In each of the circuits described it should be noted that synchronization of the local oscillator with the incoming signal is not obtained by the so-called injection method, but rather by an indirect method involving the use of frequency control systems. cillator may be said to be loosely synchronized with the signal. Thus while the phase difference between the signals is preferably held to Within 90 degrees of the normal quadrature relation, the instantaneous frequencies of the signals may differ momentarily by many kilocycles without destroying this desired phase relation. v

The embodiments of both Figs. 2 and 3 respon effectively and efciently to frequency modulation, but substantially not at all to amplitude modulation. In neither they balanced nor the unbalanced circuits are amplitude limiters required, and as a result the preliminary gain of the R. F. and I. F. amplifier may be substantially reduced. The present circuit accordingly results in the elimination of one or more amplitude limiting In the circuits shown the local osstages and possibly one or more stages of ampliilcation.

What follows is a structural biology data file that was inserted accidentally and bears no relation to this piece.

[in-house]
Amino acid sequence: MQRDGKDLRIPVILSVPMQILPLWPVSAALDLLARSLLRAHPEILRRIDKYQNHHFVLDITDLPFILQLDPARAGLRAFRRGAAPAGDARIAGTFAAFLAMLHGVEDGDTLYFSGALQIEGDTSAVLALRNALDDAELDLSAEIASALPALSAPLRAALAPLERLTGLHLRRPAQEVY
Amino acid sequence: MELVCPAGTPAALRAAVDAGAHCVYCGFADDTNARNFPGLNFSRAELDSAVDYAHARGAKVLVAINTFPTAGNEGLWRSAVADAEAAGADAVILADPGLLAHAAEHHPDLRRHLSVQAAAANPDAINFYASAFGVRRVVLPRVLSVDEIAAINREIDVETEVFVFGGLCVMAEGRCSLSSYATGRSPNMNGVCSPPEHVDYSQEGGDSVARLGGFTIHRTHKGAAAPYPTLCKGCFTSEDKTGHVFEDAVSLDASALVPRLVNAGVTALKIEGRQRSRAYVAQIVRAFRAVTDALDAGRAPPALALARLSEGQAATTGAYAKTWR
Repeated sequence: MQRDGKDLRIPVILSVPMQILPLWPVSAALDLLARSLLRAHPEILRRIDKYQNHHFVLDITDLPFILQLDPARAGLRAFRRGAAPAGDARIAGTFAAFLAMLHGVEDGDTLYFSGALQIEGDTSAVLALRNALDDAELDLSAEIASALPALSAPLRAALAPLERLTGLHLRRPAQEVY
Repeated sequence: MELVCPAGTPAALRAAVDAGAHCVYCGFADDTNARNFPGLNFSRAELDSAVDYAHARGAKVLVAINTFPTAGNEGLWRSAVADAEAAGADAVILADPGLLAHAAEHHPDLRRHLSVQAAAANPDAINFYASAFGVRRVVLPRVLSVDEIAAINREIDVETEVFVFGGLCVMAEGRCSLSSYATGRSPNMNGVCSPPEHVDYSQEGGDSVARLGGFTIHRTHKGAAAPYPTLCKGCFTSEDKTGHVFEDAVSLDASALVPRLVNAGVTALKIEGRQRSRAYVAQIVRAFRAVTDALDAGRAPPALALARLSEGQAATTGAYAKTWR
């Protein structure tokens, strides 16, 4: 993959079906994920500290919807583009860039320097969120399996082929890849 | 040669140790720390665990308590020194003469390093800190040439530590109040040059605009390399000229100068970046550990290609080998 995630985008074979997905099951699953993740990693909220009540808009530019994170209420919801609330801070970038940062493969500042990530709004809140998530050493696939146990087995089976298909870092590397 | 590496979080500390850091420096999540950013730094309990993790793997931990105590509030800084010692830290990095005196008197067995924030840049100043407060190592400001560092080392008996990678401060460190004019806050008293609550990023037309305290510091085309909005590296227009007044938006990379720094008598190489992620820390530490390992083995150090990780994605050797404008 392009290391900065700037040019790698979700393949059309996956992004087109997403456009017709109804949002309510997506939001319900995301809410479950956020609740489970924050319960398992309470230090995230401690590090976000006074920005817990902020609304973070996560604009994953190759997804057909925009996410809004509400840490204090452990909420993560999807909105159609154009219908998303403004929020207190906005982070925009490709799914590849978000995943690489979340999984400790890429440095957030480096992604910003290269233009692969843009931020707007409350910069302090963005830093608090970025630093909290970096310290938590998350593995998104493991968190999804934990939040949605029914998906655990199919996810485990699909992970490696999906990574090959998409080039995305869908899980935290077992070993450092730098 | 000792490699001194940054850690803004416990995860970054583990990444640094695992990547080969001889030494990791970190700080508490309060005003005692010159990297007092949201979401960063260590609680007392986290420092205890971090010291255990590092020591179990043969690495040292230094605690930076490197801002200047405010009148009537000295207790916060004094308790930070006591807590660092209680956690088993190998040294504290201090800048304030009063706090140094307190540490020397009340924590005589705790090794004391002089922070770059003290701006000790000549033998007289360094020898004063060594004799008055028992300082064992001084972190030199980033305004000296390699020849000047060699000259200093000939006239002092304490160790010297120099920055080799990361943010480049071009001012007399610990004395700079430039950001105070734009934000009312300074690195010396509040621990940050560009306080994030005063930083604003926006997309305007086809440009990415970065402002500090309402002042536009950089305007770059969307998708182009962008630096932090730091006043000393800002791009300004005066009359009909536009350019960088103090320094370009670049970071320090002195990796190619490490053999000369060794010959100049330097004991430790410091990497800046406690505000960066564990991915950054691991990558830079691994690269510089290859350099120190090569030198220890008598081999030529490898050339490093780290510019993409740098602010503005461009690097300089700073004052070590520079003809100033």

The manner in which the present system discriminates against amplitude variations (and hence 'against noise) may be explained as follows. The control voltage En derived from low pass filter 8 of Fig. 1 is proportio al to the signal voltage (es) applied to the phas detector times the cosine of the phase angle o.; between the signal and oscillator voltages. i. e., E=ke| cos o, where 1c is a constant. Now if the signal amplitude es should .suddenly increase, Ec would increase, but this would result in a decrease in 7) (because of the control action of the frequency control circuits) which would compensate for the increase in es, thus maintaining Ec constant. Thus for any amplitude change in es acompen- 4sating change in qb occurs, such that es cos c is substantially constant for a particular value of deviation.